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30 minutes from paradise: Great Barrier Island

Around mid-November/early December every year, the New Zealand temperature starts to rise to a point where there is no need for jumpers or jeans but sarongs and sun block.

We live for this time of year, those endless days of sunshine and long summer nights.

Every year around Christmas my family, friends and I immigrate to Great Barrier Island for the summer. We spend our summer in our baches dotted along the narrow gravel road that hugs the horse shoe shape of our magical bay.

We take a 30-minute flight out to Barrier on a small 10-seater plane. You get this sense of relaxation when the Island comes into sight, that feeling of being home. Flying over Matt and I are checking the surf to see which banks are working so we know where to head once we land. The anticipation that we will soon be running along our track and into the water is hard to control.

The plane descends over that tropical blue water where on a clear day you can spot the school sharks sun bathing in the shallows. Crossing over the white sand dunes and onto the runway where the touch of the wheels on the tarmac jolts you away from your thoughts. 

One thing that draws us to spend our summer on this island is the simplistic way of life you adapt when out here. You have no other place to be but living in each and every moment you get. The Barrier allows you to put your phone of flight mode and throw it in the draw. Time is no issue out here, unless you need to catch the tide for the surf.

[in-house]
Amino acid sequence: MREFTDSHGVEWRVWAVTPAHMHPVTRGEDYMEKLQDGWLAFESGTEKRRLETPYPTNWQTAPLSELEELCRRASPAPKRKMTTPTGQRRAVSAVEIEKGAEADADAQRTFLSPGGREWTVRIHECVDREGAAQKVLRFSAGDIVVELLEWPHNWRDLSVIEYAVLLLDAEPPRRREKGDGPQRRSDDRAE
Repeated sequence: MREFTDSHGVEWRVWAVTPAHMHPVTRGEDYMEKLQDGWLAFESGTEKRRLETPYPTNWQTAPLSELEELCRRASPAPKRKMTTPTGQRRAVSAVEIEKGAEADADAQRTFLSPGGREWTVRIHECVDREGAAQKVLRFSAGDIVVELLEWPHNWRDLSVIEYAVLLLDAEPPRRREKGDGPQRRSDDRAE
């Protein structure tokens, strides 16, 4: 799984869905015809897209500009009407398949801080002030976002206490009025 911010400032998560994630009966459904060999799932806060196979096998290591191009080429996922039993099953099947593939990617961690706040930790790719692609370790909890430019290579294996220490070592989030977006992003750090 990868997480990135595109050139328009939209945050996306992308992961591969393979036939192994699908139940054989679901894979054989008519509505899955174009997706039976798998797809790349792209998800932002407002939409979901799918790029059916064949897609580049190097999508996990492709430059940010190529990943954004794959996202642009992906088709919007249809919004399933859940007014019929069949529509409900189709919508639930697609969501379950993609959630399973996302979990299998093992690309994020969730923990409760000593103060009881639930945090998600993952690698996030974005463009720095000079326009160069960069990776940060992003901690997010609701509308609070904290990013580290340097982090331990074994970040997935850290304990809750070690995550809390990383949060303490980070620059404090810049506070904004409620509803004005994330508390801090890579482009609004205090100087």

Lazy afternoons are spent roaming the beach hanging out with friends having post-surf debriefs on who got the best wave or landed the new manoeuvre.

Our days consist of roaming the beach, surf checks, surfing and laughter.

Out here, the smaller bach and the older your car, the more you are going to fit. The types of people barrier attract are the ones that want to escape that competition of comparing what you have to everyone else. Baches are small as they are purely for shelter when it rains. Out here, having an indoor toilet is a luxury and an outdoor shower is customary.

Spending a summer out on Barrier truly cleanses your mind from all things … you don’t over think things, and you just go with what is happening. Life is slow on the island; everybody arrives a bit fresh and it can take time, but you learn to go at the pace. There are no traffic lights or round-a-bouts and everyone waves when passing each other on the roads. There is no place quite like it. 

It is during special moments and the simplistic way of life out on Barrier that allow you to be able to stop and appreciate the smaller things in life that we often overlook and take for granted. I am very fortune to only live a 30-minute plan ride away from my idea of paradise.

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